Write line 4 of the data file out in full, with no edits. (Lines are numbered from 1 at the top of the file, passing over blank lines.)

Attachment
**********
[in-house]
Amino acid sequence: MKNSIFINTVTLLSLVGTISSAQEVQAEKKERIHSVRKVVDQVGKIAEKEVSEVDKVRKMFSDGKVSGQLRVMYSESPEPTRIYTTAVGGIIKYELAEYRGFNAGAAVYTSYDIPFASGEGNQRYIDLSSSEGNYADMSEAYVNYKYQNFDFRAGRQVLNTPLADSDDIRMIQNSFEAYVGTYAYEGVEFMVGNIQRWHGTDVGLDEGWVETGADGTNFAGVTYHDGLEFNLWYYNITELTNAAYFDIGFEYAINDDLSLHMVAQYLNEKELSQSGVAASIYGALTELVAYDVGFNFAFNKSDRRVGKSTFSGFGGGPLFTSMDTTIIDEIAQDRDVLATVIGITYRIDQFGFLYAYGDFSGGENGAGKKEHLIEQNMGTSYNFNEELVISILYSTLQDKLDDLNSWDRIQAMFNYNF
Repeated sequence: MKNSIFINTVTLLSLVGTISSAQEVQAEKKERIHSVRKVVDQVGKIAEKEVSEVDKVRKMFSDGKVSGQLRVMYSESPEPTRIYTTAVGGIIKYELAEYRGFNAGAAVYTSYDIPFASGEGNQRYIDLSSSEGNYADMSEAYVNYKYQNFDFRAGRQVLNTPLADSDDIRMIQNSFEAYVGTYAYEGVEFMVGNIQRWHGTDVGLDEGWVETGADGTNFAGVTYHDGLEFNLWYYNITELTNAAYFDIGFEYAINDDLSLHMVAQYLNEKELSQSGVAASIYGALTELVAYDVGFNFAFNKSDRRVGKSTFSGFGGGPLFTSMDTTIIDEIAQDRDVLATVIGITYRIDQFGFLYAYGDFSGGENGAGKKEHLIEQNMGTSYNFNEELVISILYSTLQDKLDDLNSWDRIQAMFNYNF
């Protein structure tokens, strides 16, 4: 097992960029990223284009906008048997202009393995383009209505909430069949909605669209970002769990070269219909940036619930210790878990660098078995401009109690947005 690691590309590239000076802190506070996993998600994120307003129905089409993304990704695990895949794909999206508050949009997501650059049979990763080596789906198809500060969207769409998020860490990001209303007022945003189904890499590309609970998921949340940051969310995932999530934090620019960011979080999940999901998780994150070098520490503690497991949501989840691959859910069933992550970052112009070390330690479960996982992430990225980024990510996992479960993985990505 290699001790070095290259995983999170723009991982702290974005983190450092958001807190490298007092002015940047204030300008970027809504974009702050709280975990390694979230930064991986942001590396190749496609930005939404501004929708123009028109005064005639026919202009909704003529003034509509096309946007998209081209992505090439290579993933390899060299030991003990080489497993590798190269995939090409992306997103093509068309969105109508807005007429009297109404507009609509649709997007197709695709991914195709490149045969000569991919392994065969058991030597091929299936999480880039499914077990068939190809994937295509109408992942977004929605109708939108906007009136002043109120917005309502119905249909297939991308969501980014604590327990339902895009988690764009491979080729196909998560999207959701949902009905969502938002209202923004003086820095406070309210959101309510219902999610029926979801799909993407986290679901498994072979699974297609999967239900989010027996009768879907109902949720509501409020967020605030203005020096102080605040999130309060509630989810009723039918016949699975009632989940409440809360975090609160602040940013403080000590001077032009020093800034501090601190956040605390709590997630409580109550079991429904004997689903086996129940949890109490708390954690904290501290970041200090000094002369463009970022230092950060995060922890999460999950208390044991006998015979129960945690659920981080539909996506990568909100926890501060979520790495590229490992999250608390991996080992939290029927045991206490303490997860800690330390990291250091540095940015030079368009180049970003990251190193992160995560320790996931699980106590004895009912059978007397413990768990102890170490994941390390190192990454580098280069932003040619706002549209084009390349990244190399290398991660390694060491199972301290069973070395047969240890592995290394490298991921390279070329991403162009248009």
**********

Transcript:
């Protein structure tokens, strides 16, 4: 097992960029990223284009906008048997202009393995383009209505909430069949909605669209970002769990070269219909940036619930210790878990660098078995401009109690947005 690691590309590239000076802190506070996993998600994120307003129905089409993304990704695990895949794909999206508050949009997501650059049979990763080596789906198809500060969207769409998020860490990001209303007022945003189904890499590309609970998921949340940051969310995932999530934090620019960011979080999940999901998780994150070098520490503690497991949501989840691959859910069933992550970052112009070390330690479960996982992430990225980024990510996992479960993985990505 290699001790070095290259995983999170723009991982702290974005983190450092958001807190490298007092002015940047204030300008970027809504974009702050709280975990390694979230930064991986942001590396190749496609930005939404501004929708123009028109005064005639026919202009909704003529003034509509096309946007998209081209992505090439290579993933390899060299030991003990080489497993590798190269995939090409992306997103093509068309969105109508807005007429009297109404507009609509649709997007197709695709991914195709490149045969000569991919392994065969058991030597091929299936999480880039499914077990068939190809994937295509109408992942977004929605109708939108906007009136002043109120917005309502119905249909297939991308969501980014604590327990339902895009988690764009491979080729196909998560999207959701949902009905969502938002209202923004003086820095406070309210959101309510219902999610029926979801799909993407986290679901498994072979699974297609999967239900989010027996009768879907109902949720509501409020967020605030203005020096102080605040999130309060509630989810009723039918016949699975009632989940409440809360975090609160602040940013403080000590001077032009020093800034501090601190956040605390709590997630409580109550079991429904004997689903086996129940949890109490708390954690904290501290970041200090000094002369463009970022230092950060995060922890999460999950208390044991006998015979129960945690659920981080539909996506990568909100926890501060979520790495590229490992999250608390991996080992939290029927045991206490303490997860800690330390990291250091540095940015030079368009180049970003990251190193992160995560320790996931699980106590004895009912059978007397413990768990102890170490994941390390190192990454580098280069932003040619706002549209084009390349990244190399290398991660390694060491199972301290069973070395047969240890592995290394490298991921390279070329991403162009248009």